“Saying yes to that national call to action was likely the greatest contribution to society I will make in my lifetime,” says Rachel. “That decision has created a ripple effect of life-changing good. The funny thing is, of all the JFS affiliates across the country, Greenwich was one of only four that said yes. Since then, more affiliates have gotten involved in refugee resettlement.”
The learning curve has been steep. Besides the biggest obstacles to assimilation—the language barrier, for instance—there are smaller but no less difficult challenges. The recent arrival of a Syrian family underscores the gulf between Western and non-Western cultures.
“They had a teenage daughter who had just turned fourteen and would be entering her freshman year of high school,” says Amy Fischer, a JFS volunteer since 2022 who was the lead volunteer for the family. “She is very bright, and I knew she would be fine academically. She was nervous about going to school with boys. Her mom was concerned kids would bully her because of her hijab. We helped her learn how to respond when placed in those situations, so she was equipped with language to react appropriately. I took her to the school and showed her the classrooms and explained the cafeteria [boys and girls sit together], and now she is thriving.”
The stress of resettlement is something that Lala Addeo, director of volunteer services, understands firsthand. Born and raised in Baku, Azerbaijan, Lala was ten when her family fled their homeland in 1990 after the fall of the Soviet Union. They were one of the first Russian Jewish families that JFS resettled in Greenwich. The memory of that time is seared into her brain.
“Back then, the traditional immigration route was through Austria and Italy. We spent one month in Vienna, followed by ten days in a camp in the woods in Italy before moving to an apartment in the suburbs of Rome. After a six-month wait, we were finally granted permission to enter the U.S. through HIAS. It was a seven-month journey with a lot of uncertainly and danger. We were in survival mode,” she says.
She remembers getting off the plane in New York and meeting their lead volunteer family—a couple from Connecticut and their three children. They drove the Addeos to a fully furnished house in Cos Cob, where a network of JFS Greenwich and Temple Sholom volunteers took them under their wing.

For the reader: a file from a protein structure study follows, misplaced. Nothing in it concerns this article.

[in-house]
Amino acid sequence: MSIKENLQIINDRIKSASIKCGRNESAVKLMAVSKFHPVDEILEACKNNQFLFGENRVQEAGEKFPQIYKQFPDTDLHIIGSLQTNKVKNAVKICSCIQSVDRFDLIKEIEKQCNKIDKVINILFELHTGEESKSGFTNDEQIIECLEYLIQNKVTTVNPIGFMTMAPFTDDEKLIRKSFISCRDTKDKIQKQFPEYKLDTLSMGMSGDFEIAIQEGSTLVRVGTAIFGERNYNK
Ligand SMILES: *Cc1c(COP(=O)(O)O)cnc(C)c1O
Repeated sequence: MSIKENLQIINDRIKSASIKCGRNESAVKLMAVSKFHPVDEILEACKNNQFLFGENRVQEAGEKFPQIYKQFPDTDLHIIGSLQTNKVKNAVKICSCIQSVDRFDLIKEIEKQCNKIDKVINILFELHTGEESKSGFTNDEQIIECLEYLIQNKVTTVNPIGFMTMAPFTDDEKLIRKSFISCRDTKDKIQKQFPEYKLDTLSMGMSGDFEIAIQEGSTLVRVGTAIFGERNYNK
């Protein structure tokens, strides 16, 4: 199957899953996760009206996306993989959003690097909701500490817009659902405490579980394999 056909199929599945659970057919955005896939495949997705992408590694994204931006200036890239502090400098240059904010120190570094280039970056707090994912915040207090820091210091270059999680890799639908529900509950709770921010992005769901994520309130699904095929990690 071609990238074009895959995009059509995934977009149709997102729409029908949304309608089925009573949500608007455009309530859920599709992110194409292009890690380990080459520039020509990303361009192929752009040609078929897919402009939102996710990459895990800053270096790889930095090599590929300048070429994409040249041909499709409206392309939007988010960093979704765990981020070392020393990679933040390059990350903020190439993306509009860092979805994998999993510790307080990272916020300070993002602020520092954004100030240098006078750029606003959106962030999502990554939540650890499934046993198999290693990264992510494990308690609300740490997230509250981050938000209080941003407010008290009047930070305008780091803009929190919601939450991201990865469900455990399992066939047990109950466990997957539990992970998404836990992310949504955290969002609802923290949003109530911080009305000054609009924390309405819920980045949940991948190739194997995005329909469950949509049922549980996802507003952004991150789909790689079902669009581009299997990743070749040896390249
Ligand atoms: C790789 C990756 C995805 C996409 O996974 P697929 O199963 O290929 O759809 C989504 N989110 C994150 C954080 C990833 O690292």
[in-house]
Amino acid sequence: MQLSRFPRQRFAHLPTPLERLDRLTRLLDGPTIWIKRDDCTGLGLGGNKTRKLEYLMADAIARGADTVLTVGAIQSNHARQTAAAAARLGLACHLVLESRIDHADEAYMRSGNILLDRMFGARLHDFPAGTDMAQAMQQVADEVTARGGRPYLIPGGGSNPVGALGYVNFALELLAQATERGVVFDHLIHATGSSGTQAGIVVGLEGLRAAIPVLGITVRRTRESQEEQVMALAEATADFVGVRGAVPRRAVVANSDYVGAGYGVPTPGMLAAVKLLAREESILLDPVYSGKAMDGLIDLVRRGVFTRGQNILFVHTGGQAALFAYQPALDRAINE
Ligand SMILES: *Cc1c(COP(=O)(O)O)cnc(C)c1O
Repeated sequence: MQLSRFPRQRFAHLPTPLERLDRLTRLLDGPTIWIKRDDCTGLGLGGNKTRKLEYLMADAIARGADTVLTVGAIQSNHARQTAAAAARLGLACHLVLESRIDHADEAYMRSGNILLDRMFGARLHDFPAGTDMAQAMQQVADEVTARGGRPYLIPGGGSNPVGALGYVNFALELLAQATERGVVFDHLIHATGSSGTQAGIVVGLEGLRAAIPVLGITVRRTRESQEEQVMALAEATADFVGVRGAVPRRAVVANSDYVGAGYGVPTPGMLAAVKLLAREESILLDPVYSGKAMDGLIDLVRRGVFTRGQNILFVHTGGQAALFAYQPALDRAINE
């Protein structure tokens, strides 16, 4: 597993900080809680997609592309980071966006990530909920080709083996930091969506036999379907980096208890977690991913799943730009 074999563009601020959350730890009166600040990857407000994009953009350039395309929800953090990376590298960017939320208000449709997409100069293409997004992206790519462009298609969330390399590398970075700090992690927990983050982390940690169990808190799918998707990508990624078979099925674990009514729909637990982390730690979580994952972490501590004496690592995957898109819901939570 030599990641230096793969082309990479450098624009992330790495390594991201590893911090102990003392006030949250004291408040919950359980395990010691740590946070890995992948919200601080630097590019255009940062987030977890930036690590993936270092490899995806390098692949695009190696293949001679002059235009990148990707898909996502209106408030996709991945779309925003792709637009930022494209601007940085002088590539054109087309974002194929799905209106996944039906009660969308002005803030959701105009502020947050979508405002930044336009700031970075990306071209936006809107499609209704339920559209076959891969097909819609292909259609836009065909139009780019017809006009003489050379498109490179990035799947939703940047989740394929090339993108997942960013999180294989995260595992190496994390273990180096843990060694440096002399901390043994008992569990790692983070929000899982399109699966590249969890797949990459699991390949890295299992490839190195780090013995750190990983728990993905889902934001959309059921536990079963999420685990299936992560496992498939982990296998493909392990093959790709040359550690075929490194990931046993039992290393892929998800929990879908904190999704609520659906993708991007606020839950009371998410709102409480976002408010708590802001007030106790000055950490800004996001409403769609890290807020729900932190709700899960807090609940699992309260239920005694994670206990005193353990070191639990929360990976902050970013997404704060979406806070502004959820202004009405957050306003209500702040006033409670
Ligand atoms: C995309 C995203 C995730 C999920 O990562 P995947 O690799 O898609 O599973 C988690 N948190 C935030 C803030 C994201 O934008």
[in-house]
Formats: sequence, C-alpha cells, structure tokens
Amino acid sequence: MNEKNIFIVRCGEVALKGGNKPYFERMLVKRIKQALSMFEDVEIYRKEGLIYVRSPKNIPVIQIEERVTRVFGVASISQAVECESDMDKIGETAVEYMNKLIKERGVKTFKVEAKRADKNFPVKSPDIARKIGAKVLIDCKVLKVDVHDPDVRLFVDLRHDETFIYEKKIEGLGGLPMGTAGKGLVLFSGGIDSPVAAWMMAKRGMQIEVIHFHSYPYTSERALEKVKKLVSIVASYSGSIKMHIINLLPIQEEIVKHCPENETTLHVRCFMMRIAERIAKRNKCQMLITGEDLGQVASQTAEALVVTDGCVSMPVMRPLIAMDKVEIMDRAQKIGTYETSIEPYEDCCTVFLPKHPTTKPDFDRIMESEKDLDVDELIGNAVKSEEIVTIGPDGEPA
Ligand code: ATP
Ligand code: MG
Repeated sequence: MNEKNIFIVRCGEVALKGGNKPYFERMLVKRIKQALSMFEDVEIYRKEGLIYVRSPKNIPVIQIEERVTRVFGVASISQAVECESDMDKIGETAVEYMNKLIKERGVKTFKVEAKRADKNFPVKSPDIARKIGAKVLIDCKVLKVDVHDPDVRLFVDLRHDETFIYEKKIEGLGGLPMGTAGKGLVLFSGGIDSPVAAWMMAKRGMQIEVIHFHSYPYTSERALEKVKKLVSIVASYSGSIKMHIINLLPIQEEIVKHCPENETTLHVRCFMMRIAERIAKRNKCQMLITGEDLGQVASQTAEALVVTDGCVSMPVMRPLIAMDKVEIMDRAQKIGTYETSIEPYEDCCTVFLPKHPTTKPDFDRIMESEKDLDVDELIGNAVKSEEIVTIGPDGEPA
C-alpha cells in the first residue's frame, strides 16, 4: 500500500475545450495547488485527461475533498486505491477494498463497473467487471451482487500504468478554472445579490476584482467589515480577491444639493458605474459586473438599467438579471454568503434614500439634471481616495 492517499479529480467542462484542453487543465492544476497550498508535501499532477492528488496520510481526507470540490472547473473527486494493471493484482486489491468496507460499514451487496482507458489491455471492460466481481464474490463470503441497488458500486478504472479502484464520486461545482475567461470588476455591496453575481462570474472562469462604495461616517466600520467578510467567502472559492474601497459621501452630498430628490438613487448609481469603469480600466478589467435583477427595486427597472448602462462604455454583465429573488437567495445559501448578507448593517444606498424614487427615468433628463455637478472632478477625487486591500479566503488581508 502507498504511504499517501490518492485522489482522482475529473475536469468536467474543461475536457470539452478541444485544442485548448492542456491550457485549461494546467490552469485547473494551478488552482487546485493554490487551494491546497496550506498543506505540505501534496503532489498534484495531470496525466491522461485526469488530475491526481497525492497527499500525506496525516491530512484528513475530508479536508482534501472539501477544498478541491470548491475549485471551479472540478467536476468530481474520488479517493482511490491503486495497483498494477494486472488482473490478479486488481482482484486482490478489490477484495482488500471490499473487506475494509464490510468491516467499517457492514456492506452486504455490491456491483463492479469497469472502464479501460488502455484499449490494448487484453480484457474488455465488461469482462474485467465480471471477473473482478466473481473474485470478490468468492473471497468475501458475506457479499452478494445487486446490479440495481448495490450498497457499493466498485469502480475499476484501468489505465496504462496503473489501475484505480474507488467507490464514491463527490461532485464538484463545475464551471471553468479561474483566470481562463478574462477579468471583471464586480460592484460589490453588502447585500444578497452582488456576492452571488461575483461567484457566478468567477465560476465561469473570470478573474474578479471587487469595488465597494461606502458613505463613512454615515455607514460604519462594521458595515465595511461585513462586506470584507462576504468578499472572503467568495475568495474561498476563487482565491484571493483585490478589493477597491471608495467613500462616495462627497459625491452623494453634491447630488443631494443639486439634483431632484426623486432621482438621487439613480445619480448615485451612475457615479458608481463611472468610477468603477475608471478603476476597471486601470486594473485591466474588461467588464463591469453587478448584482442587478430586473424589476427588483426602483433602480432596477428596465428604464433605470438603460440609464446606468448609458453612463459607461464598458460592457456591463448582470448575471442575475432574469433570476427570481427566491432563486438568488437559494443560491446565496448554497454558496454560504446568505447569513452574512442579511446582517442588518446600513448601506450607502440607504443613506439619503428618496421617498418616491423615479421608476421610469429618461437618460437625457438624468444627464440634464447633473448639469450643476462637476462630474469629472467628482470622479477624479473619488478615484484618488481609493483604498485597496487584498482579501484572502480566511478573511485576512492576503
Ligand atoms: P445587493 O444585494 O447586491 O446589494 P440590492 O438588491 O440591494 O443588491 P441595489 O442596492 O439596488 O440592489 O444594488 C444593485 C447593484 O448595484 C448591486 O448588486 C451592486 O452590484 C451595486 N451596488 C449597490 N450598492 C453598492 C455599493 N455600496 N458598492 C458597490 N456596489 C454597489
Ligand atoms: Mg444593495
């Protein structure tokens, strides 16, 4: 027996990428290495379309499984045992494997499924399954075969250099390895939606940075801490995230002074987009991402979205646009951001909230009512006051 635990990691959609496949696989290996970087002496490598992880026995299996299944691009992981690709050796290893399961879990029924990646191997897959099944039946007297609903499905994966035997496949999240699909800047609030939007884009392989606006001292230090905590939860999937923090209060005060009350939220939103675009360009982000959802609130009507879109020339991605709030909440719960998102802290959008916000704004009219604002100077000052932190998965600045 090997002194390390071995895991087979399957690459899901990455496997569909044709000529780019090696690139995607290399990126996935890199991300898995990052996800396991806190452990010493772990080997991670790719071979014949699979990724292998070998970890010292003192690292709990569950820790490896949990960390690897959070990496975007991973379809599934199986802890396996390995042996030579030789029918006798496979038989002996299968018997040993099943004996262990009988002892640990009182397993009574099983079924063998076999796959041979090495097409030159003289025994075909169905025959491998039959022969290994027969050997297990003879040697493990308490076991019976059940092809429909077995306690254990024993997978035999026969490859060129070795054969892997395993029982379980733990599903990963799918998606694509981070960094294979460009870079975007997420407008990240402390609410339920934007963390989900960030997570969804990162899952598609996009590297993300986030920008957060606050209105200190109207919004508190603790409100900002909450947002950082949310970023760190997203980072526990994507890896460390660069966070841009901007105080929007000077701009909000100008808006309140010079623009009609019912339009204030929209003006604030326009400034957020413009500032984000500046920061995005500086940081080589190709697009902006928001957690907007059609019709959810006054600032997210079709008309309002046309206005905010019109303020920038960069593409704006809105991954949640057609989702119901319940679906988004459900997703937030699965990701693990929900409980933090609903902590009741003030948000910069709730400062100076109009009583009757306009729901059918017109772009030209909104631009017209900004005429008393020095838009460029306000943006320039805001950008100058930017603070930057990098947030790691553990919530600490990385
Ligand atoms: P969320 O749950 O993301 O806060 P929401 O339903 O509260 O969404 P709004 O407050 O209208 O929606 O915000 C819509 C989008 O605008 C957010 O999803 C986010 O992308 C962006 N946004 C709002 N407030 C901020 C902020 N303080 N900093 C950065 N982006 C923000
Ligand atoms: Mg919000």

“It was such a warm and fuzzy feeling,” she says. “They became our friends and would include us in every holiday gathering. They wanted to make sure we never felt alone.”
That feeling of safety, security and friendship is what Lala and her corp of eighty resettlement program volunteers try to create for every newcomer who arrives in their care.
THE IMMIGRATION SPECTRUM
THE CHALLENGE IS ONGOING. NO TWO CASES ARE ALIKE. SOME CLIENTS ARE WELL-EDUCATED. SOME ARE NOT. Some speak English, others throw themselves into learning English, while still others resist, preferring to rely on Google Translate. It’s a constant balancing act.
As an example of a family that made the transition more easily than others, Lala recounts the story of a Ukrainian mother and daughter who left Kiev and landed in Florida one day before the launch of United For Ukraine, which meant they weren’t eligible for any federal assistance. The mother, Hannah Zholnerchyk, had a PhD in Economics. The daughter, Marta, dreamed of going to medical school. Lala heard about their plight through a friend.
“I believed they could be successful here. I made a phone call to a former JFS board member, Nancy Zisson, and asked if there was a way to help them relocate,” Lala recalls. “Nancy connected me with Rachel and JFS board president Pam Liflander, and within a month we had made this miracle happen.” This success is what led Lala to join the JFS team.
The story is a happy one. The daughter got to finish her senior year at GCDS—one of the agency’s community partners. (She is now on a pre-med track, majoring in Biology at a university in the Midwest, and her mother found a job in finance.) “For me this was a full circle moment. I feel like I’m paying it forward for others,” she says.
Not all clients assimilate quite so easily. For many, the leap can be daunting. Such was the case with a family of Afghans who came to the States under Operation Allies Welcome. Two of the men had worked on a U.S. Army base in the Jalalabad region near Pakistan. Though they were trained to fix giant turbines and airplane engines, they were illiterate in their own language, as were their wives and daughters.
“They were all very smart people,” says volunteer Diane Effros. “But they were not educated.” An experienced ESL tutor, the Rye resident quickly took on a lead role, helping the family navigate their new environment. “The adults barely knew how to hold a pen. They didn’t know their birthdays (a foreign concept to Afghans); they didn’t sit on couches or use tables. Just getting them to face the same direction and sit on chairs for an ESL class could take twenty minutes.”
She conceived innovative ways to help them fit in. When it was time for the two girls—ages ten and twelve—to start school, Effros took them to Old Navy and Target, where she bought them black stretch pants, sneakers, socks and turtlenecks to wear under their dresses and floral headscarves. “We tried to take away the getting-teased factor, and it worked,” she says.
Resettlement is a long and arduous process with one end goal: to help each person or family stand on their own. The first step is getting here. Some enter the country as refugees, while others come as humanitarian parolees or are granted temporary protective status. All are here legally and are eligible for public assistance benefits as well as work authorization documents, says Melanie Zamenhof, director of refugee resettlement and legal services.